“Worthy” that is the word I try to impart to the women in shelter and in my sexual assault support groups. Many times, after being sexually assaulted, the victim no longer has a sense of worth or value. I am there to remind them of their worth, support them on their journey to healing, and encourage them.

April is National Sexual Assault Awareness month. It is a time set aside to raise awareness of the crime, but also to raise attention to the process of healing and recovery that takes place after the assault. One misconception of sexual assault is that a person should get over it and move on with their life, but that is just not realistic. When the assault or abuse happens, the trauma can stay with the victim for a long time. It can also their sense of trust, make them question their identity, and their place in society. The trauma is even more devastating when it is from a friend or family member. It calls into question everything the victim believed about their world and the people in it.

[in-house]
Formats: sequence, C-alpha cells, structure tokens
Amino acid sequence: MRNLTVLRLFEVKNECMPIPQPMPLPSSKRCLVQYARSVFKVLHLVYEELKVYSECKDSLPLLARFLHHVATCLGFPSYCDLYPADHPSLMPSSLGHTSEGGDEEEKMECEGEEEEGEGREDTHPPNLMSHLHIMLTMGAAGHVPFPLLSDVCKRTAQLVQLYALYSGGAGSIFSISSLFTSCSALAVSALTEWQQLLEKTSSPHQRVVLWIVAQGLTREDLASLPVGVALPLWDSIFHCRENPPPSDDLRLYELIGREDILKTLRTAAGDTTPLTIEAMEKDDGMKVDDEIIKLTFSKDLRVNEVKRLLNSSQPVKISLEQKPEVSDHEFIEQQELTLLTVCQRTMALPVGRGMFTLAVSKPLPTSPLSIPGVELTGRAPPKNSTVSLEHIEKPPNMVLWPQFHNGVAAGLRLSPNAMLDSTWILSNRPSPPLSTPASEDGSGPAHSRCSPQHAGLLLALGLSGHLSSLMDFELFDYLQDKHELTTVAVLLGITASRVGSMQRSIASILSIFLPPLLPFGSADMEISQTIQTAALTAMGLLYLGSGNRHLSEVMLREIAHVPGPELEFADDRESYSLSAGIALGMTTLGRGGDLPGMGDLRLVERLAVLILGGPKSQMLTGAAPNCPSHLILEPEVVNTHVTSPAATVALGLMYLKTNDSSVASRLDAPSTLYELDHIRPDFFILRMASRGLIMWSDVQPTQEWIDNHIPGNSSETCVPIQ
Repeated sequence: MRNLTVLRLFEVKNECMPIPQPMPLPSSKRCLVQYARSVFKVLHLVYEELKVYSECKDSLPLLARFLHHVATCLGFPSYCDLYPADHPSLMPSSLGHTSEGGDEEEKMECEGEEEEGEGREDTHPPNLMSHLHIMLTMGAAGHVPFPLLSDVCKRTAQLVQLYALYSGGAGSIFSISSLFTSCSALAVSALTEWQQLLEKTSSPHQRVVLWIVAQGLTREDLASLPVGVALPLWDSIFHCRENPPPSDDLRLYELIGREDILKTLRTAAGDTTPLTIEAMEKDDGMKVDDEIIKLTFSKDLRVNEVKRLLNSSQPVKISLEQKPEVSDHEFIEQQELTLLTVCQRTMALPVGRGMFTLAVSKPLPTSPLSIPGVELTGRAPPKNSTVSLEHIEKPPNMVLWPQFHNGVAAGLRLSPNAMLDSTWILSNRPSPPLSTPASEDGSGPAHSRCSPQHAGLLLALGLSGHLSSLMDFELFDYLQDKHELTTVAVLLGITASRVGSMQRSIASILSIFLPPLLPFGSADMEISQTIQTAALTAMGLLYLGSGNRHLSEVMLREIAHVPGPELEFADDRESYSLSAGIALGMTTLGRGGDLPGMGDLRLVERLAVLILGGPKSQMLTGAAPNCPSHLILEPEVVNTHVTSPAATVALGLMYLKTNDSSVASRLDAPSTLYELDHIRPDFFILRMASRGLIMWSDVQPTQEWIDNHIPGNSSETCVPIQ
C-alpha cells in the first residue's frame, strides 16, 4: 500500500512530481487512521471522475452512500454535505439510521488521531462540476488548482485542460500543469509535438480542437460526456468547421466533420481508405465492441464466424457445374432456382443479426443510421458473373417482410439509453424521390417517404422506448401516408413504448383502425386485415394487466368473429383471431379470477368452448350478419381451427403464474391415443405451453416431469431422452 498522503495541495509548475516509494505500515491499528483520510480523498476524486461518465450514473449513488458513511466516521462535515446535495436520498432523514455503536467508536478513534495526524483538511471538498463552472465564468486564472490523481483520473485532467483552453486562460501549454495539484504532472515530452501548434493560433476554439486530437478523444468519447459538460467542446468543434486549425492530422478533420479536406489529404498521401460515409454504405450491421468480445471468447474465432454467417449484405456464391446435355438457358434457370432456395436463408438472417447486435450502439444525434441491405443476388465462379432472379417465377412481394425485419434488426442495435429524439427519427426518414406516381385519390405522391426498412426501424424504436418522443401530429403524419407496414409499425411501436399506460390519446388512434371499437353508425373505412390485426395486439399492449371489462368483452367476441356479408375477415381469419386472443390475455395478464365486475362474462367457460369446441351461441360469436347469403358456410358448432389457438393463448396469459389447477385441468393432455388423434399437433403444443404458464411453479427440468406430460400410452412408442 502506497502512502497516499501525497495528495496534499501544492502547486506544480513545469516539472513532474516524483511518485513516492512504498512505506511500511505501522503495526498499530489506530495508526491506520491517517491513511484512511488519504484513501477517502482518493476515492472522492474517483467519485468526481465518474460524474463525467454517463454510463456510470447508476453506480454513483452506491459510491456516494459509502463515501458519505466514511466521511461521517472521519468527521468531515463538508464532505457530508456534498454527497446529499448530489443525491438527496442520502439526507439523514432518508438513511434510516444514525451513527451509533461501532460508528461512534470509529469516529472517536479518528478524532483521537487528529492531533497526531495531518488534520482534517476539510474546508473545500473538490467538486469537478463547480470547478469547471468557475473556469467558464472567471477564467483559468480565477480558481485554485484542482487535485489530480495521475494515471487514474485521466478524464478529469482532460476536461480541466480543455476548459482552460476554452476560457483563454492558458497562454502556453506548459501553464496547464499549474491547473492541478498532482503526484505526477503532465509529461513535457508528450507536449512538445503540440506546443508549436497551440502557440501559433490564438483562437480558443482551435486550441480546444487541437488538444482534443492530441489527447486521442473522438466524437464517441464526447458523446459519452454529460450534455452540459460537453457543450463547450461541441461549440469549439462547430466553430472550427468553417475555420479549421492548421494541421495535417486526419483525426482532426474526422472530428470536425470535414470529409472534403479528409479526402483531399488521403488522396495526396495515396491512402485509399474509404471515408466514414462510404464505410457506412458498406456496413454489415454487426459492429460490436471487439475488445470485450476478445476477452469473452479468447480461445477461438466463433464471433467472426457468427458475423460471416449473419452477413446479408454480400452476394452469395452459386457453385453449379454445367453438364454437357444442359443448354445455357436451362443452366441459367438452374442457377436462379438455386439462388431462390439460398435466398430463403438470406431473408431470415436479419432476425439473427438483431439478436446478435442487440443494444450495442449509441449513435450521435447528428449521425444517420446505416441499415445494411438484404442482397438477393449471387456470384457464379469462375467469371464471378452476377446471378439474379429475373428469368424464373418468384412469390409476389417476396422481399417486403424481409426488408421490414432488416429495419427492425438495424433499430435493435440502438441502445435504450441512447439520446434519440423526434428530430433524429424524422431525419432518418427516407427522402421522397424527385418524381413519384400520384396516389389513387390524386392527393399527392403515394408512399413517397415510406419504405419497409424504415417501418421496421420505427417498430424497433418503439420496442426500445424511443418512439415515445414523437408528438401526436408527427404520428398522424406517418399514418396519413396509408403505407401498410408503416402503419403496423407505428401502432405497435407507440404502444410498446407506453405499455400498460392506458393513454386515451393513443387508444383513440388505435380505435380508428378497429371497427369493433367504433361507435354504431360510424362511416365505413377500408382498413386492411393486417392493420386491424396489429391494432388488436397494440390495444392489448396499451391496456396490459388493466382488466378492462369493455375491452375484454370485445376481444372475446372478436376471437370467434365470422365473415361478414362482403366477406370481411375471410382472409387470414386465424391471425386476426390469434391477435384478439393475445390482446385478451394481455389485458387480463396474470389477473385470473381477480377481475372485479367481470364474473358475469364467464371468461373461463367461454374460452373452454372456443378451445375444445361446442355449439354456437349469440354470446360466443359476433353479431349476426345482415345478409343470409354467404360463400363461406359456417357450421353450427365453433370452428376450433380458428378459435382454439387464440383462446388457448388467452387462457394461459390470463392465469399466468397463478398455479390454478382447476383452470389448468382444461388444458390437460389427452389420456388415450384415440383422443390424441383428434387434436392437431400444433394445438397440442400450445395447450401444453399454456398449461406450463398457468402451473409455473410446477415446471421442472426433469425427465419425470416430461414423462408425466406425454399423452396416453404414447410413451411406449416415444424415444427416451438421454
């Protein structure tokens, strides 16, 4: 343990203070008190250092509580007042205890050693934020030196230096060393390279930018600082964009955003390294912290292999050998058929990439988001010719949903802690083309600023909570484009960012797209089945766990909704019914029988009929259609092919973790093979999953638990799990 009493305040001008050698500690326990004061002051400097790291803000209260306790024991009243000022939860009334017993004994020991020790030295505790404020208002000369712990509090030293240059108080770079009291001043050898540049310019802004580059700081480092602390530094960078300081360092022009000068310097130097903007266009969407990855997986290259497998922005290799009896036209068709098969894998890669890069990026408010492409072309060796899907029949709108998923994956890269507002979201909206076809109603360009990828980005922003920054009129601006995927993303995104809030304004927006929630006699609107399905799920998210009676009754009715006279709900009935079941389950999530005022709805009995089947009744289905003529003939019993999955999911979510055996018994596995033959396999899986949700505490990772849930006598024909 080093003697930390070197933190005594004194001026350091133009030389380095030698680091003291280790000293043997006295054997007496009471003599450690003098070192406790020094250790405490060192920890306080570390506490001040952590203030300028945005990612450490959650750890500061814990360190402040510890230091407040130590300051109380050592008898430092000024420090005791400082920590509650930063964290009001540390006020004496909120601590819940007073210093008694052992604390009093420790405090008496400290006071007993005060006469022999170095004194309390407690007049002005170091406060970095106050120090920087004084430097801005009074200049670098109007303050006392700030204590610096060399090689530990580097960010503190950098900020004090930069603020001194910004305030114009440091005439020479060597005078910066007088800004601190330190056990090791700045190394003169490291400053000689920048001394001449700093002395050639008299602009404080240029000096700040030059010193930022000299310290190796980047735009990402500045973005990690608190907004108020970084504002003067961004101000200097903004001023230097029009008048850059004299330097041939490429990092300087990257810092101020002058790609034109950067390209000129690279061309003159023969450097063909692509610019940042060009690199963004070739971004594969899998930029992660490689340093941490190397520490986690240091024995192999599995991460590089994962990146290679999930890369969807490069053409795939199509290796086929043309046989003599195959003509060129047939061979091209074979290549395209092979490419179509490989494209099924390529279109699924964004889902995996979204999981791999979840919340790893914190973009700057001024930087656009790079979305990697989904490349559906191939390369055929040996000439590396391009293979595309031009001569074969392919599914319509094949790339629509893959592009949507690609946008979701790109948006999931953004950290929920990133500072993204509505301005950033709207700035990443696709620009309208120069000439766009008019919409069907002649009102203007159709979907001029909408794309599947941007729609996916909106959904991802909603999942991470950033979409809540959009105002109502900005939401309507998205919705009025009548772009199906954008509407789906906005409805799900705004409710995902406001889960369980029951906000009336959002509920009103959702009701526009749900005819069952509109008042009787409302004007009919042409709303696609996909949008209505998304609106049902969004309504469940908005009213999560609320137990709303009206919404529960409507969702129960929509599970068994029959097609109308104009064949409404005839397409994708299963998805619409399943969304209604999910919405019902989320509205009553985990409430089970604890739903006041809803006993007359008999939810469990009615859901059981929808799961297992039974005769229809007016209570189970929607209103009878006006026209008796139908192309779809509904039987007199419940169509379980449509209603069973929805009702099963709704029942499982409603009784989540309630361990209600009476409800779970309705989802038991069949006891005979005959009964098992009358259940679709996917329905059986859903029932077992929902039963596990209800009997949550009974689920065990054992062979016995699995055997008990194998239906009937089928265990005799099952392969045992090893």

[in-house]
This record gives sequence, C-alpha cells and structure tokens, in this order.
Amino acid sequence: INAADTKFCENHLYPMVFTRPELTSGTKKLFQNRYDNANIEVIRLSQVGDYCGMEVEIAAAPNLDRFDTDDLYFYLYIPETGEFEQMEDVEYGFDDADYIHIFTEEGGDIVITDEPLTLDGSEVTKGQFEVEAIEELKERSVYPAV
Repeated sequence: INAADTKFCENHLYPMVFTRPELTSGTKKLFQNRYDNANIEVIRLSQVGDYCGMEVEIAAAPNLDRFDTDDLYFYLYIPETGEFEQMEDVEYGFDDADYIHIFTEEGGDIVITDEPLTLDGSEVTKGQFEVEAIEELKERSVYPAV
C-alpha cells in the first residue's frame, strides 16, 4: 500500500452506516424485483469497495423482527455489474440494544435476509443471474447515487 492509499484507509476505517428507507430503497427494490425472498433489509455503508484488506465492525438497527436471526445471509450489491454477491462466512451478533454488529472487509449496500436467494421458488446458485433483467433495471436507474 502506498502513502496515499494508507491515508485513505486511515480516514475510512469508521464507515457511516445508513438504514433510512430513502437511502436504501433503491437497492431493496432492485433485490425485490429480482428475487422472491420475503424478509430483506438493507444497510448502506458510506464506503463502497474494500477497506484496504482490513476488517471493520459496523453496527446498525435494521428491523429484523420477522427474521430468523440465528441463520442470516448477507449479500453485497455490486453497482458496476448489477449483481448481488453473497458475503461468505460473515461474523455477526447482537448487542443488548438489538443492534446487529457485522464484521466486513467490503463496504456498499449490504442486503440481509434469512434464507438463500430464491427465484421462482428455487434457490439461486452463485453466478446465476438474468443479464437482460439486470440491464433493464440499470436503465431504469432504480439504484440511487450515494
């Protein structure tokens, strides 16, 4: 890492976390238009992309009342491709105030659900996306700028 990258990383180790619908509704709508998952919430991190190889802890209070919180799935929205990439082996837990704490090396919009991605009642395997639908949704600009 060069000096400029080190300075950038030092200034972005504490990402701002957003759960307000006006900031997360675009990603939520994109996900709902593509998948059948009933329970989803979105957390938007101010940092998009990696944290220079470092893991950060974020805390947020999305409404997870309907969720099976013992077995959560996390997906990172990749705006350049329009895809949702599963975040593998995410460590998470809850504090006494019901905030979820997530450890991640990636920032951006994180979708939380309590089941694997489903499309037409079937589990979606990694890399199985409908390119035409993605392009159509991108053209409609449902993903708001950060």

I lead several sexual assault support groups: two for our shelter residents, one for our outreach clients (those who aren’t in shelter) and the community, and one for inmates in the Rogers County Jail. My main mission isn’t to keep going over the trauma, while that does come up in conversations; but to help victims see their value again. I want them to feel worthy of love and support, and to remember their life has purpose.

Support groups are a great way to help victims recognize they are not alone. They can share with others who have or are experiencing the same feelings as them. Victims often feel very isolated and meeting together with others helps them process what has happened to them. My job can be tough, but it is all worth it when I see someone have an aha moment – when they see their value again and have the courage to take their life back. For loved ones of victims, the most important thing for them is to be believed and supported as they start and continue the healing process. I am here to say there is hope, there is healing, and there is a purpose for one’s life after the assault.

Sylvia Starr is the shelter team leader and sexual assault advocate at Safenet Services, Inc. – a domestic violence, sexual assault, and stalking prevention and intervention agency serving Rogers and Mayes Counties.